Brady Quinn had the worst game of his life on Saturday. He’s picked a bad time to have a bad year. In addition to his 3 INTs and fumble on Saturday, he’s thrown about 5 balls that were flat dropped by opposing defenses. It’s a miracle that he doesn’t have more turnovers than touchdowns. We’ll have to hope that he begins playing better now that the Heisman is out of reach (the door-slamming counterargument to his candidacy is the replay of the ball flopping out of his hand and being run into the endzone by LaMarr Woodley, one of the most inept plays in the history of Irish football.). I don’t doubt he will, since he and Darius Walker are the only two players on the offense that I trust to show up every week. But he’s got to get the ball down, which might be difficult because...

This is the worst offensive line I’ve ever seen in my years of watching Notre Dame football. Before the season, when pundits were ooohing and ahhhing over the offense, I cringed when I would hear them talk about the “outstanding veteran offensive line.” A million combined starts doesn’t matter if you suck, and the seniors on the interior have been so very average for years now. It’s a testament to the absolute horribleness of Tyrone Willingham’s recruiting that these guys are playing. Morton whiffs more than Dave Kingman. He, Sullivan, and Santucci communicate about as well as Ali G and Pat Boo-Cannon, and they’re trying to get Quinn killed. Well, at least there are plenty of Juniors and Sophomores pushing them, ready to take their place when they screw up. Oh wait. @$%& YOU, TY!

Rhema McKnight has become Maurice Stovall…circa 2004. I don’t know if he expected to breeze through this season, racking up the yards and touchdowns that his backups did last year, but he’s just not there yet. I’m willing to chalk some of it up to the layoff, but he’s had more balls bounce off his hands than…well, I’ll keep this PG. But you get the picture. That’s a concentration issue, and it’s costing the team points. He has to do better if the Irish are going to beat good teams.

I don’t generally like getting into psychoanalyzing why players do stupid things, but I am completely bumfuzzled by Jeff Samardzija this year. I don’t want to say he’s dogging it, but he certainly seems less hungry (tired sports cliché alert) this year. He appeared to give up on Burgess’ second interception, running away from a blocker and leaving the dirty work for McKnight 10 yards down the field. It seemed out of character and I couldn’t help thinking about the Cubs and those seven million dollars. Shark (16 catches, 160 yards, 2 TDs, 1-2, 2.70 ERA, 17 SO through three games) needs to start playing like a backup again. Like Quinn, his dreams of postseason awards are over, and he needs to realize that he’s on the verge of becoming a footnote instead of a legend.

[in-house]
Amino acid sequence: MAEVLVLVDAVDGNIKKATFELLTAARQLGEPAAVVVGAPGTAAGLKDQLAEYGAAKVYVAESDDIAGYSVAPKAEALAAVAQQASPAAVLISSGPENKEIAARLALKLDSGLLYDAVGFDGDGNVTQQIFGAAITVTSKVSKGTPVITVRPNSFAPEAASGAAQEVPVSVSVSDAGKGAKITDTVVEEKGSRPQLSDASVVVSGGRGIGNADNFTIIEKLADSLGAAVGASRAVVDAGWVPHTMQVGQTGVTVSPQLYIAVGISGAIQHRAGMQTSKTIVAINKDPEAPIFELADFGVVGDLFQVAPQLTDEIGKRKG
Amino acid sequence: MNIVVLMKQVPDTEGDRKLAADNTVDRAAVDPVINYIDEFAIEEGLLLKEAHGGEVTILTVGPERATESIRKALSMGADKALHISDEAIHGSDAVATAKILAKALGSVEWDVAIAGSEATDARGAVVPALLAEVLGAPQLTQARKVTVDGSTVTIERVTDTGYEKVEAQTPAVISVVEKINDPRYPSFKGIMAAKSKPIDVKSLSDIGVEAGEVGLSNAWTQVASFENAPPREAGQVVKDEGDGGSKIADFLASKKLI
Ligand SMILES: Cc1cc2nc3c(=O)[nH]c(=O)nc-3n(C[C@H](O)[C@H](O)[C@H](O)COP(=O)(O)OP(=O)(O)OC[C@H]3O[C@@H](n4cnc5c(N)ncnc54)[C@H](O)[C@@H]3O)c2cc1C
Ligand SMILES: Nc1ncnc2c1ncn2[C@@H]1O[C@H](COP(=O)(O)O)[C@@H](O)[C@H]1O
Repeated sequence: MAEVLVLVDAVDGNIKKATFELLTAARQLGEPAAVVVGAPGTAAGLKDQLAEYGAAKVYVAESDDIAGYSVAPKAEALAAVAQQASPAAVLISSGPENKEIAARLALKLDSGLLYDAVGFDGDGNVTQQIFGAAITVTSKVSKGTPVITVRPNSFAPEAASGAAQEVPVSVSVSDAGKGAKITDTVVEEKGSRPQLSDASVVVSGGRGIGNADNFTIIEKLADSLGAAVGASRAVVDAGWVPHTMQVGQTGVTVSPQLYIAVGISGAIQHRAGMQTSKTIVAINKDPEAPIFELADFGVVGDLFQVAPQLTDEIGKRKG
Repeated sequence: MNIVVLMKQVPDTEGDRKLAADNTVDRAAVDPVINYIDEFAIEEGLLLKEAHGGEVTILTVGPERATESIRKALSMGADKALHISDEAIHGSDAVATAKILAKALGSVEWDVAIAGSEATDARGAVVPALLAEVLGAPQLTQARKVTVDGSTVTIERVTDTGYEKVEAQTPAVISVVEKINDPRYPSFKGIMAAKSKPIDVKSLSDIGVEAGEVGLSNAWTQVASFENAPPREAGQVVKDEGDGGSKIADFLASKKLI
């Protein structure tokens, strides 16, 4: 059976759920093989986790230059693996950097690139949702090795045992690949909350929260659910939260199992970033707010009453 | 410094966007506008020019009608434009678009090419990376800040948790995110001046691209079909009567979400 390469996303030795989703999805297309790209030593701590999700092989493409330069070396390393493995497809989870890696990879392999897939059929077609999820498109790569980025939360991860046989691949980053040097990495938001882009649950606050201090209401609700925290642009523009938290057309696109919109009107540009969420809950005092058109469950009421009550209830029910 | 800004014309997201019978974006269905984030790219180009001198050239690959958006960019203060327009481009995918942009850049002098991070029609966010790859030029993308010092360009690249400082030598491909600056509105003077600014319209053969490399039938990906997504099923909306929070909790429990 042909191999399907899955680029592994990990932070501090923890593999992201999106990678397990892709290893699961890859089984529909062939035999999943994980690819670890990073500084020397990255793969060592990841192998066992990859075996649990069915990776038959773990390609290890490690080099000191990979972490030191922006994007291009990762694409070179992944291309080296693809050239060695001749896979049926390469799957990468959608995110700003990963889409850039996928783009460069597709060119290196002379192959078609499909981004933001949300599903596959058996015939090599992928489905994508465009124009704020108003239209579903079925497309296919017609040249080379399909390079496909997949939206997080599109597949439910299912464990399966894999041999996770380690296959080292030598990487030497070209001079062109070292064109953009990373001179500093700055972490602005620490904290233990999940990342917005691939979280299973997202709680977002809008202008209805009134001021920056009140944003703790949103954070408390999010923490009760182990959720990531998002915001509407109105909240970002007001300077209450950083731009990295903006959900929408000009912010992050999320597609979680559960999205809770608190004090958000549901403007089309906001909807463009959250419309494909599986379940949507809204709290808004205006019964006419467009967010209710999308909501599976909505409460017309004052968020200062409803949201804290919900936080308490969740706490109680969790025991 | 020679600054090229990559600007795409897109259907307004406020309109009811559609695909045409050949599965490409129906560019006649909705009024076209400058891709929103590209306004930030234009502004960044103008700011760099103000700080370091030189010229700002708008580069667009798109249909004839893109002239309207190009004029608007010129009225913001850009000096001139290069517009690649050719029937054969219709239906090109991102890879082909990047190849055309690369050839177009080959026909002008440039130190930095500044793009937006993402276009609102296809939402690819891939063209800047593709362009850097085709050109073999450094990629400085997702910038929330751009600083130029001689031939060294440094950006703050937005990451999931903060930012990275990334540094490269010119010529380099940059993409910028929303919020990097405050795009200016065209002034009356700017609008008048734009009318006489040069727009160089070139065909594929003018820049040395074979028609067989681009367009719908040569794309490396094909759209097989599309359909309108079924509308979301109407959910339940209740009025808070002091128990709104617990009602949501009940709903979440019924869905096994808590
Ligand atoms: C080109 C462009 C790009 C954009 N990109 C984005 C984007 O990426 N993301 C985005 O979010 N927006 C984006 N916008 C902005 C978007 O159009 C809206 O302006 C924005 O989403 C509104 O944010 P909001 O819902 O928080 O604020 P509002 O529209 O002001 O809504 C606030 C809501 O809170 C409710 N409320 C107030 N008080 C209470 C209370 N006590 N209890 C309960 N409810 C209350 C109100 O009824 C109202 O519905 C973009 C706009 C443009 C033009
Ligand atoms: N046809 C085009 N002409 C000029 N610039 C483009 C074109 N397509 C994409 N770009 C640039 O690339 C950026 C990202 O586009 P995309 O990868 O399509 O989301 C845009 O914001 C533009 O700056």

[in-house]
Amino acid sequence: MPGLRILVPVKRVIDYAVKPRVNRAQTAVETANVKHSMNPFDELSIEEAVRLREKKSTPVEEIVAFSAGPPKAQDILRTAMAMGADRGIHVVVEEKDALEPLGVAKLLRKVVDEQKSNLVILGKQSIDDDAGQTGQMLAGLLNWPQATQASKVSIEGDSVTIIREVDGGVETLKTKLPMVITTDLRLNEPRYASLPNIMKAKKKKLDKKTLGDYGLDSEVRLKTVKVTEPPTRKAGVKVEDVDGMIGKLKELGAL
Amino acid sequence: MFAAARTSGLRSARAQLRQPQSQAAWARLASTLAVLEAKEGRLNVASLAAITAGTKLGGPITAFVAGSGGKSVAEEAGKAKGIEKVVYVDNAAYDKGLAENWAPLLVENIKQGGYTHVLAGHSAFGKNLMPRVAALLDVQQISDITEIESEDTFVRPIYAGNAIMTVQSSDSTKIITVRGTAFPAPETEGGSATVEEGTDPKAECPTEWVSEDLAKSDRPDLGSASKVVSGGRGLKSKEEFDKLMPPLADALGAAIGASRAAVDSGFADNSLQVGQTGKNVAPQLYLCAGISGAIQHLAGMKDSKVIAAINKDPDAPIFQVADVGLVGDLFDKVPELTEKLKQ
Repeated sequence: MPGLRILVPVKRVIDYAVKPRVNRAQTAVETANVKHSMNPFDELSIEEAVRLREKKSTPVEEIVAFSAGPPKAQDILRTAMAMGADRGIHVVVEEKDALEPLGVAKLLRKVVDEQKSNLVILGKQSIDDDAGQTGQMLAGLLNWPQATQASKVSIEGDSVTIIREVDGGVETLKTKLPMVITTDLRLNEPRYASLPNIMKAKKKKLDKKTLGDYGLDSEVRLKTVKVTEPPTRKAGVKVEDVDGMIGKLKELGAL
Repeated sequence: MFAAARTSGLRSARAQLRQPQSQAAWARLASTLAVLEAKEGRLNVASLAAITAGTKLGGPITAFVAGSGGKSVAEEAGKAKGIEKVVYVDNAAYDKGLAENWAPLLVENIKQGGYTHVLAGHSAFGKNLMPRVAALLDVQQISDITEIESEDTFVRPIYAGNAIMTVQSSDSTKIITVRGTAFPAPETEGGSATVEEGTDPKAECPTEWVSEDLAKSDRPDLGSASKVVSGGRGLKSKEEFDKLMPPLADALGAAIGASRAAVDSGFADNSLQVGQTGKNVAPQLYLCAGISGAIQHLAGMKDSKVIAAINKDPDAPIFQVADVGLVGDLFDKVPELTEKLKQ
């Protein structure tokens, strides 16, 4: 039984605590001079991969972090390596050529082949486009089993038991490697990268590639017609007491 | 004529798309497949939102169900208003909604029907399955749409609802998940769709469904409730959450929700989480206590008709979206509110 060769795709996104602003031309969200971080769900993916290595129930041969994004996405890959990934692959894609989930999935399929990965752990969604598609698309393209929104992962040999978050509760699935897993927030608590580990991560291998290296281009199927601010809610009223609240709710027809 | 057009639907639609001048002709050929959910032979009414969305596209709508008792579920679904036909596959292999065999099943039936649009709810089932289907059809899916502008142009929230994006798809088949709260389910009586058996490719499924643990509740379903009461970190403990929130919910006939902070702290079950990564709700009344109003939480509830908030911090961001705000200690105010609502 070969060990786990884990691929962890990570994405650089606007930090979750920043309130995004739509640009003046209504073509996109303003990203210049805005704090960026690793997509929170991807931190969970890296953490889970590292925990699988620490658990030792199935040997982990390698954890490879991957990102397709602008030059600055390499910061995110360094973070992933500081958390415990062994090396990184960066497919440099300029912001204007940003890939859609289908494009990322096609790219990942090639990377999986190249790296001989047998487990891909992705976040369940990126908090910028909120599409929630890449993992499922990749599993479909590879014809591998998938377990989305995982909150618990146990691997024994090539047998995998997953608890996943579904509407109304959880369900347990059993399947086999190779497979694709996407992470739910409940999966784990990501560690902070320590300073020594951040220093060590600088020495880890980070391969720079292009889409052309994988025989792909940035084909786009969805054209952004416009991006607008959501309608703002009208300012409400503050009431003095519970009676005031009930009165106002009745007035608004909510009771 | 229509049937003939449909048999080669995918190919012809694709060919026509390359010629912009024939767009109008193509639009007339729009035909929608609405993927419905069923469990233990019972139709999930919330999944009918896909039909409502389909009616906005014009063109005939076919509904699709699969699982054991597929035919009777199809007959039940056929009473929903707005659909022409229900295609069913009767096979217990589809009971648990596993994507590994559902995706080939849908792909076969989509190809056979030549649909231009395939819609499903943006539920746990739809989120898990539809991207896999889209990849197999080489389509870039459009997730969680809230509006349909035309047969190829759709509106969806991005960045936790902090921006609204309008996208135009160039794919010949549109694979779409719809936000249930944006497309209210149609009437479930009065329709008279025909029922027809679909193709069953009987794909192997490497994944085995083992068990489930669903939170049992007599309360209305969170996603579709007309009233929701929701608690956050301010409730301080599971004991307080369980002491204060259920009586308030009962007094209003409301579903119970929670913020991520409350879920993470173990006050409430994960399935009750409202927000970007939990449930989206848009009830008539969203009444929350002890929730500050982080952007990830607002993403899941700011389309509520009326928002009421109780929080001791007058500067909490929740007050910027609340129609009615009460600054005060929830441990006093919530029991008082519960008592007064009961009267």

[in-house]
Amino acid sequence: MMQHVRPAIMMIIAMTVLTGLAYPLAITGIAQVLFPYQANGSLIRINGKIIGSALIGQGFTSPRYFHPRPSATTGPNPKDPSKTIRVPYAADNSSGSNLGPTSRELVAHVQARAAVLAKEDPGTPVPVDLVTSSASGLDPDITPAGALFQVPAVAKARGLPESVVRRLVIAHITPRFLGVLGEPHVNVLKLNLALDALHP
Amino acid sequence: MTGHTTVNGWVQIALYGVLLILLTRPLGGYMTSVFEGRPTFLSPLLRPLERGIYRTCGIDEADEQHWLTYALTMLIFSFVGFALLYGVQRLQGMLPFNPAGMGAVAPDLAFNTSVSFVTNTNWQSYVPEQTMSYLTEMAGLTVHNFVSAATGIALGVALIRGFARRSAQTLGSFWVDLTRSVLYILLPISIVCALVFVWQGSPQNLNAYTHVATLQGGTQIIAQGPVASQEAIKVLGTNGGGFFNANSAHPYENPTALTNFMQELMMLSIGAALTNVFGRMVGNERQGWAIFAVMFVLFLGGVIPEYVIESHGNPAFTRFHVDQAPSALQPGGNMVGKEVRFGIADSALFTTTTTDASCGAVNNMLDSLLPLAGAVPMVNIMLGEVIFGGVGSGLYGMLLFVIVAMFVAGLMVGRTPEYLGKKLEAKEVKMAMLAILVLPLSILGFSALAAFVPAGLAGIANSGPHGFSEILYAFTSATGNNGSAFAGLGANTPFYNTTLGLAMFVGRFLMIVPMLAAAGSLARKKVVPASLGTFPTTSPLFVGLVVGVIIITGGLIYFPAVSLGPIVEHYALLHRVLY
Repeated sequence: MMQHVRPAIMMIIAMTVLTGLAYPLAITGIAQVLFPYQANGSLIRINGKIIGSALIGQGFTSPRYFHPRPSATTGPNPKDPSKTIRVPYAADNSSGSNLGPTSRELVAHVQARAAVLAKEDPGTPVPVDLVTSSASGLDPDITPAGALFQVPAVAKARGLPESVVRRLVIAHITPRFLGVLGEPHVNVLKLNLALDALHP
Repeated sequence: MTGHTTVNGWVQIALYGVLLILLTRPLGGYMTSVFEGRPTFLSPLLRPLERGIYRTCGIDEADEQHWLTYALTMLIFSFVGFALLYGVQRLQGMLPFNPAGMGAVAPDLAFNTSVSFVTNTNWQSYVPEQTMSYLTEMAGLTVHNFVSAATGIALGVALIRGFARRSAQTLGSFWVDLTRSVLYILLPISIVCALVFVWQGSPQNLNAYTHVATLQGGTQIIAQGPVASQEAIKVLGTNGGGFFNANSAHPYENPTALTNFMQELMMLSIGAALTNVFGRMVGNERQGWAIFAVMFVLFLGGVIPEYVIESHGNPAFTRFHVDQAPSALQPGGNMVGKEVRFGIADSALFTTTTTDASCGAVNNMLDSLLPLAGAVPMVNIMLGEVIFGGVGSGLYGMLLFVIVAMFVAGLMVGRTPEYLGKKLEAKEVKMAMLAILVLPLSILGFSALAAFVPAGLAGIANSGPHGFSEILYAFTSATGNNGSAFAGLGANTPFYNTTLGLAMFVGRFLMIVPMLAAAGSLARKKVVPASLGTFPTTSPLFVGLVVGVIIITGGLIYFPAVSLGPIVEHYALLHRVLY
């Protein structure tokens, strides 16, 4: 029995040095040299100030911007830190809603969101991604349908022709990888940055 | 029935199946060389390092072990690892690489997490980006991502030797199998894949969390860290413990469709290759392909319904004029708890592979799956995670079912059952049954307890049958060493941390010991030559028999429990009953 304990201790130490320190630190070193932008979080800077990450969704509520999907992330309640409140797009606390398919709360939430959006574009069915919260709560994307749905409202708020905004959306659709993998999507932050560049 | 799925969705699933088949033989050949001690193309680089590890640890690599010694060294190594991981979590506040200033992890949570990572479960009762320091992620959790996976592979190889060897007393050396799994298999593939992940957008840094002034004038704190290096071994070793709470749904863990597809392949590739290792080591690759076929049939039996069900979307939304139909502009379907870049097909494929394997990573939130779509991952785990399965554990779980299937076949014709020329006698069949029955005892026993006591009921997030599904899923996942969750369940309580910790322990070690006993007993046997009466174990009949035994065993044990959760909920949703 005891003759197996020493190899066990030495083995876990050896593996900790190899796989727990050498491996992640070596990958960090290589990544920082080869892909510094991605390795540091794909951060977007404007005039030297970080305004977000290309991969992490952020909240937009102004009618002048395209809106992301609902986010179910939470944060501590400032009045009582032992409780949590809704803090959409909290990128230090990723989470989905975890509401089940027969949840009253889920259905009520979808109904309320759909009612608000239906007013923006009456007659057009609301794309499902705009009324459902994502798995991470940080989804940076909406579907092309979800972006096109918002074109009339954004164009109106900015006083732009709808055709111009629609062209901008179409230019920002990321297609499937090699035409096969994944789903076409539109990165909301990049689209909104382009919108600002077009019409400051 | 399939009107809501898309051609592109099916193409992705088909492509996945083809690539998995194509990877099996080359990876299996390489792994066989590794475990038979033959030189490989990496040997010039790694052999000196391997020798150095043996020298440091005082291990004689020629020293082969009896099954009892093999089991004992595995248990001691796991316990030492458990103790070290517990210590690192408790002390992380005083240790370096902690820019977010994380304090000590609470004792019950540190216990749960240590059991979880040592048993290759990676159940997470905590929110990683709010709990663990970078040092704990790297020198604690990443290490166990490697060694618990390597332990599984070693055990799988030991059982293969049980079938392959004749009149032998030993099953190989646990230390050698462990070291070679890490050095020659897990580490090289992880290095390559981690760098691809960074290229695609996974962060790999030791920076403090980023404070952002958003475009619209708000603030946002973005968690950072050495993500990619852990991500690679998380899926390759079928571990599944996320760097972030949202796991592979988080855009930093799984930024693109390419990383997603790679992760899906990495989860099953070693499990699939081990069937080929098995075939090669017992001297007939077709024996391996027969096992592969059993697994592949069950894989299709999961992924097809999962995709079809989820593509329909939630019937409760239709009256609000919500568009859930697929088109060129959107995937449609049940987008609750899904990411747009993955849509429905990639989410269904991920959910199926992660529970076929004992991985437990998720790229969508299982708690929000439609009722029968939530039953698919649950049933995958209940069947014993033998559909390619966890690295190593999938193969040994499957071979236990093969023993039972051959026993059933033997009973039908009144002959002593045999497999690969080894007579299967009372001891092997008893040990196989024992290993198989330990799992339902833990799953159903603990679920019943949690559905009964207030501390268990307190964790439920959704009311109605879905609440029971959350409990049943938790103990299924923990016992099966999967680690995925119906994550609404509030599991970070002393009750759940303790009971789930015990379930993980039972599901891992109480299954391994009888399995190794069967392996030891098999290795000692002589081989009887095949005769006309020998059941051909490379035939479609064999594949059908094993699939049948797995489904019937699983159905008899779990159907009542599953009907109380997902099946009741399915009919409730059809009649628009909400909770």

Here is the bottom line. Notre Dame has only once before lost a game that badly when ranked that highly (1945 versus Army). There have only been 19 worse margins of defeat in the past 50 years. It was the seventh worst home loss in history, putting Weis in the company of Brennan (2), Kuharich (2), and Willingham (3). Lou Holtz and Dan Devine never lost by more than 25 points in 202 games. Frank Leahy and Ara Parseghian combined for 3 losses of more than 25 points in 223 games. I’m not pointing that out to say that Weis is applying for membership in one club or the other, but that beat-downs like we experienced on Saturday are historic occurrences. His players let him down, to be sure. But let’s not make a habit of it, alright Coach?

MSU is up next. You would think that between last year's game and last Saturday's debacle, Sparty is in for a long day. But, you'd never have thought that we'd go down 34-7 in the first twenty-eight minutes against Michigan. At this point, I'd say MSU is a 50/50 proposition. The good news? Win this one and it looks like a date with Southern Cal for a BCS bid is well within reach.

Hallelujah! Pass the Tylenol...

Go Irish.